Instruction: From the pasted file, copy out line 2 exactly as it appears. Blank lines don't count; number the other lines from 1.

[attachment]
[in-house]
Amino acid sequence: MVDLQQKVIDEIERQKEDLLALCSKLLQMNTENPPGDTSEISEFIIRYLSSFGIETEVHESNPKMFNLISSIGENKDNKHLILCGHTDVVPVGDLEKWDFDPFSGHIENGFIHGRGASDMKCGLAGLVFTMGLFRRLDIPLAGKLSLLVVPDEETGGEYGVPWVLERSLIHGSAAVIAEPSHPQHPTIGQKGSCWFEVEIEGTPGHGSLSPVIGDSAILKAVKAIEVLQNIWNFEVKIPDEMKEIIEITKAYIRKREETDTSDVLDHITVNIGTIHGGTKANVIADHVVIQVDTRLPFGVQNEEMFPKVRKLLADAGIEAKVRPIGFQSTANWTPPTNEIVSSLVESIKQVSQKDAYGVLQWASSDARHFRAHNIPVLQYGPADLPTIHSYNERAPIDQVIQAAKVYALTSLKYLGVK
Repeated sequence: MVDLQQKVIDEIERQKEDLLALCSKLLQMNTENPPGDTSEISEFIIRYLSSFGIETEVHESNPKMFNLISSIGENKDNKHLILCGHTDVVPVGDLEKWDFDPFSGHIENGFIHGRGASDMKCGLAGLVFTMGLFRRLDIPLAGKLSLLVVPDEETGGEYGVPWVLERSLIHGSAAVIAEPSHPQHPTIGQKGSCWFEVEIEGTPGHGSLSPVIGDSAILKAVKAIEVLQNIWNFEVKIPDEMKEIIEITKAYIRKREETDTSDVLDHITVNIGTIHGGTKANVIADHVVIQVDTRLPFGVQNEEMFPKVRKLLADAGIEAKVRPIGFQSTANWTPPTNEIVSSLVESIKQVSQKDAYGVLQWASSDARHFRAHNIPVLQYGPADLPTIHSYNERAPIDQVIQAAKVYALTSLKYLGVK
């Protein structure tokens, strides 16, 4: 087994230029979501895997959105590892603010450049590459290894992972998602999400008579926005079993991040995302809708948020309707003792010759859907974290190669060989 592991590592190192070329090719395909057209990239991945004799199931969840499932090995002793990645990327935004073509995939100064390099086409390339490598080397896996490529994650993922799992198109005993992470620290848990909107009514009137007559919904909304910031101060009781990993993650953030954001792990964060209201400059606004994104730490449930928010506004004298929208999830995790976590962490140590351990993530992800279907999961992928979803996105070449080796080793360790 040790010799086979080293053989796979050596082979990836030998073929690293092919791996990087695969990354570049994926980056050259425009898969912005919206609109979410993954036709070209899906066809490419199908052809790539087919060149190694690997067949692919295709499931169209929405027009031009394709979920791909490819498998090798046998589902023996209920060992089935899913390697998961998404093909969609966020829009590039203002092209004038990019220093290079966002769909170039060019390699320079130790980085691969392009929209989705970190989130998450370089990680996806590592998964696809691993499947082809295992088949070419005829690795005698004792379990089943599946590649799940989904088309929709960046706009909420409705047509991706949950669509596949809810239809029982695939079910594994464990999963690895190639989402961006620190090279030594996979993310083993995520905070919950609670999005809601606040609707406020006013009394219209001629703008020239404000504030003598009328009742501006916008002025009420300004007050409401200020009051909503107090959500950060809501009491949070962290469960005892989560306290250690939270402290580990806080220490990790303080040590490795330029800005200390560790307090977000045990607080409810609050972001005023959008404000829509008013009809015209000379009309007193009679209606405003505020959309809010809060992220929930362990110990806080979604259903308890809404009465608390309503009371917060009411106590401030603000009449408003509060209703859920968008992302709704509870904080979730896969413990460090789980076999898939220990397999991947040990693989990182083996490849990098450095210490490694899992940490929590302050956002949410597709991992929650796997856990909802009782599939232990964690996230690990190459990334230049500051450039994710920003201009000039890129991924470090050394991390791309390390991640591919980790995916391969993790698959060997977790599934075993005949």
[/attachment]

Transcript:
Amino acid sequence: MVDLQQKVIDEIERQKEDLLALCSKLLQMNTENPPGDTSEISEFIIRYLSSFGIETEVHESNPKMFNLISSIGENKDNKHLILCGHTDVVPVGDLEKWDFDPFSGHIENGFIHGRGASDMKCGLAGLVFTMGLFRRLDIPLAGKLSLLVVPDEETGGEYGVPWVLERSLIHGSAAVIAEPSHPQHPTIGQKGSCWFEVEIEGTPGHGSLSPVIGDSAILKAVKAIEVLQNIWNFEVKIPDEMKEIIEITKAYIRKREETDTSDVLDHITVNIGTIHGGTKANVIADHVVIQVDTRLPFGVQNEEMFPKVRKLLADAGIEAKVRPIGFQSTANWTPPTNEIVSSLVESIKQVSQKDAYGVLQWASSDARHFRAHNIPVLQYGPADLPTIHSYNERAPIDQVIQAAKVYALTSLKYLGVK